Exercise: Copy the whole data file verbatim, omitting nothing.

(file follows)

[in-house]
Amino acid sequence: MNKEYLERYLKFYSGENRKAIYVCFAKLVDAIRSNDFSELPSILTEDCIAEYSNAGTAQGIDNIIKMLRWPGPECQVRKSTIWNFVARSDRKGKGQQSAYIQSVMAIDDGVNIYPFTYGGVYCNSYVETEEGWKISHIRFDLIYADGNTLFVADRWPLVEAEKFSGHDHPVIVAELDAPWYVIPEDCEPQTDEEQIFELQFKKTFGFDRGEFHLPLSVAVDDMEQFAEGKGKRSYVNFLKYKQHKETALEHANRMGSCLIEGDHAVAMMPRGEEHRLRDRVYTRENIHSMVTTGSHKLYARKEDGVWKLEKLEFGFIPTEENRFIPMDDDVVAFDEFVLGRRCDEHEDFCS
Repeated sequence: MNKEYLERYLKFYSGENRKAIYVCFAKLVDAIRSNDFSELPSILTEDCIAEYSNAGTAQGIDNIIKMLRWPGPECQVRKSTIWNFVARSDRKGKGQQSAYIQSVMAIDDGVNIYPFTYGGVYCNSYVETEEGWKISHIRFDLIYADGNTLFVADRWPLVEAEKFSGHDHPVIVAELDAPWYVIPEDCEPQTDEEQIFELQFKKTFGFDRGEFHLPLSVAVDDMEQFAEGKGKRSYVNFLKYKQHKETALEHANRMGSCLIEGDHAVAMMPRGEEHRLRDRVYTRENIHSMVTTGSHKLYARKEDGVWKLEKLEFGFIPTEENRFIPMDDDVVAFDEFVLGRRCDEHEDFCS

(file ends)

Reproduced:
[in-house]
Amino acid sequence: MNKEYLERYLKFYSGENRKAIYVCFAKLVDAIRSNDFSELPSILTEDCIAEYSNAGTAQGIDNIIKMLRWPGPECQVRKSTIWNFVARSDRKGKGQQSAYIQSVMAIDDGVNIYPFTYGGVYCNSYVETEEGWKISHIRFDLIYADGNTLFVADRWPLVEAEKFSGHDHPVIVAELDAPWYVIPEDCEPQTDEEQIFELQFKKTFGFDRGEFHLPLSVAVDDMEQFAEGKGKRSYVNFLKYKQHKETALEHANRMGSCLIEGDHAVAMMPRGEEHRLRDRVYTRENIHSMVTTGSHKLYARKEDGVWKLEKLEFGFIPTEENRFIPMDDDVVAFDEFVLGRRCDEHEDFCS
Repeated sequence: MNKEYLERYLKFYSGENRKAIYVCFAKLVDAIRSNDFSELPSILTEDCIAEYSNAGTAQGIDNIIKMLRWPGPECQVRKSTIWNFVARSDRKGKGQQSAYIQSVMAIDDGVNIYPFTYGGVYCNSYVETEEGWKISHIRFDLIYADGNTLFVADRWPLVEAEKFSGHDHPVIVAELDAPWYVIPEDCEPQTDEEQIFELQFKKTFGFDRGEFHLPLSVAVDDMEQFAEGKGKRSYVNFLKYKQHKETALEHANRMGSCLIEGDHAVAMMPRGEEHRLRDRVYTRENIHSMVTTGSHKLYARKEDGVWKLEKLEFGFIPTEENRFIPMDDDVVAFDEFVLGRRCDEHEDFCS